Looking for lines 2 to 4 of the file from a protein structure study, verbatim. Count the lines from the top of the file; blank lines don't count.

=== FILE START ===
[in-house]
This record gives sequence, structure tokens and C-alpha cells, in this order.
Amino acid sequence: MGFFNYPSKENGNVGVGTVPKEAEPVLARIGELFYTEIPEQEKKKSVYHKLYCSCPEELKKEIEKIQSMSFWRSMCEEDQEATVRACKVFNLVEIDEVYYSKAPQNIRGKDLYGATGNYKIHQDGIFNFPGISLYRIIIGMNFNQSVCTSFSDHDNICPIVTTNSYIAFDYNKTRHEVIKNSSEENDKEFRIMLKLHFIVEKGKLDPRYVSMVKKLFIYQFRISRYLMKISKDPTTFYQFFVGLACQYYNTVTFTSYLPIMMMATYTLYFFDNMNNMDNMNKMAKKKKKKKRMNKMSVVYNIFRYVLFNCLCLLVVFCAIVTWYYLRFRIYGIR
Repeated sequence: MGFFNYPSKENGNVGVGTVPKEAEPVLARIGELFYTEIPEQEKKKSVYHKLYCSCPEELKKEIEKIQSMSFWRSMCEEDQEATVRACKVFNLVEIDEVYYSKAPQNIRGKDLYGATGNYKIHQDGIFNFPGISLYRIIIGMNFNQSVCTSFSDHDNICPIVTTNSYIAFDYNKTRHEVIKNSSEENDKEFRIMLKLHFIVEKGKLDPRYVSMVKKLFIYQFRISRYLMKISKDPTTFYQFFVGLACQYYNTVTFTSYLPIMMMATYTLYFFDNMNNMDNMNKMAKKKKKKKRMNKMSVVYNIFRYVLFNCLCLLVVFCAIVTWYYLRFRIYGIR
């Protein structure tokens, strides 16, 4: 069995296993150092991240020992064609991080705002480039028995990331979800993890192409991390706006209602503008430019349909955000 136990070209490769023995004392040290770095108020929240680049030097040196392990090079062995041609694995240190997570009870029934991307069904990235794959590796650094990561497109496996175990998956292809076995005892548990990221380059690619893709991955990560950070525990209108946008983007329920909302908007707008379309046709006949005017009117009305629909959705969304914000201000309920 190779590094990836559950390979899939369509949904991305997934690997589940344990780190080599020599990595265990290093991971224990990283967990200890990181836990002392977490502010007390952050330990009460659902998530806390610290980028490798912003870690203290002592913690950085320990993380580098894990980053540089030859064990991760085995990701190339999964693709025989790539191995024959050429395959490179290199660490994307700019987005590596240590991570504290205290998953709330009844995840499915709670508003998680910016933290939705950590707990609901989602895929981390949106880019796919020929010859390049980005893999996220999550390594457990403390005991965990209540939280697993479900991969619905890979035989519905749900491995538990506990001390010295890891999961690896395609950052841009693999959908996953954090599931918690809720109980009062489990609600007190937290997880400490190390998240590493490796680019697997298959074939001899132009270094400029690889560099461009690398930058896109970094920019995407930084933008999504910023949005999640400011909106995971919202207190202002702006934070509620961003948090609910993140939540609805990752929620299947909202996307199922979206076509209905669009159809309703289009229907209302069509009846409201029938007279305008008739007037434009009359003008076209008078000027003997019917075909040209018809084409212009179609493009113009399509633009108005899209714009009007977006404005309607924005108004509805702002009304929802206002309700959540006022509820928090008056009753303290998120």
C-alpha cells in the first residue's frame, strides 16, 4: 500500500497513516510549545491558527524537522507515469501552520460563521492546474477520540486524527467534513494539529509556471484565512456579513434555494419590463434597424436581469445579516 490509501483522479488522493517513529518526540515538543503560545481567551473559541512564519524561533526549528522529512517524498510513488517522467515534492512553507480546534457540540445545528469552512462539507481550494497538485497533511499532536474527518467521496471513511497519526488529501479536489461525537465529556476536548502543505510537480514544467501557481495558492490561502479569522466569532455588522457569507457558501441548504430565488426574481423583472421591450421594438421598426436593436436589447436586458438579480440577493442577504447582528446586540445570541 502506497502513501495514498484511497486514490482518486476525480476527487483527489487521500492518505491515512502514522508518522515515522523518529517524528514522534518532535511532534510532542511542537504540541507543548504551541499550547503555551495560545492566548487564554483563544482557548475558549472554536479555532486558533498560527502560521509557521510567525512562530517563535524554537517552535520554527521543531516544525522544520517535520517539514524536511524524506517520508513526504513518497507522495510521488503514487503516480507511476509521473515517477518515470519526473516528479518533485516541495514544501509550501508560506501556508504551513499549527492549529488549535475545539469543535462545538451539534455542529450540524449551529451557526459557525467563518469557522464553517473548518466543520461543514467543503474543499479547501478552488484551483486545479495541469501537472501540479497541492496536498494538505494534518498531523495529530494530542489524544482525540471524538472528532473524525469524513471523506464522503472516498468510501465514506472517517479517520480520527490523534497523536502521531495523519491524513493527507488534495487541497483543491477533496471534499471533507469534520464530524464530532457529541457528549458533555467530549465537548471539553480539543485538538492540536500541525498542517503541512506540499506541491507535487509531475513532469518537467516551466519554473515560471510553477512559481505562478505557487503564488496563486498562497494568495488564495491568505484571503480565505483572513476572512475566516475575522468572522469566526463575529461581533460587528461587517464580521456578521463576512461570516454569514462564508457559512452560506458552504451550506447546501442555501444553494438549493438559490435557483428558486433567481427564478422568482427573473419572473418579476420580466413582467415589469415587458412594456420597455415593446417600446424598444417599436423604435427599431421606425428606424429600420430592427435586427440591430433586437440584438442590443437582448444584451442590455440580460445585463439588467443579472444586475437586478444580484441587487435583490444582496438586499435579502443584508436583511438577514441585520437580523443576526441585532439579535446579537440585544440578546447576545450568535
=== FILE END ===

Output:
This record gives sequence, structure tokens and C-alpha cells, in this order.
Amino acid sequence: MGFFNYPSKENGNVGVGTVPKEAEPVLARIGELFYTEIPEQEKKKSVYHKLYCSCPEELKKEIEKIQSMSFWRSMCEEDQEATVRACKVFNLVEIDEVYYSKAPQNIRGKDLYGATGNYKIHQDGIFNFPGISLYRIIIGMNFNQSVCTSFSDHDNICPIVTTNSYIAFDYNKTRHEVIKNSSEENDKEFRIMLKLHFIVEKGKLDPRYVSMVKKLFIYQFRISRYLMKISKDPTTFYQFFVGLACQYYNTVTFTSYLPIMMMATYTLYFFDNMNNMDNMNKMAKKKKKKKRMNKMSVVYNIFRYVLFNCLCLLVVFCAIVTWYYLRFRIYGIR
Repeated sequence: MGFFNYPSKENGNVGVGTVPKEAEPVLARIGELFYTEIPEQEKKKSVYHKLYCSCPEELKKEIEKIQSMSFWRSMCEEDQEATVRACKVFNLVEIDEVYYSKAPQNIRGKDLYGATGNYKIHQDGIFNFPGISLYRIIIGMNFNQSVCTSFSDHDNICPIVTTNSYIAFDYNKTRHEVIKNSSEENDKEFRIMLKLHFIVEKGKLDPRYVSMVKKLFIYQFRISRYLMKISKDPTTFYQFFVGLACQYYNTVTFTSYLPIMMMATYTLYFFDNMNNMDNMNKMAKKKKKKKRMNKMSVVYNIFRYVLFNCLCLLVVFCAIVTWYYLRFRIYGIR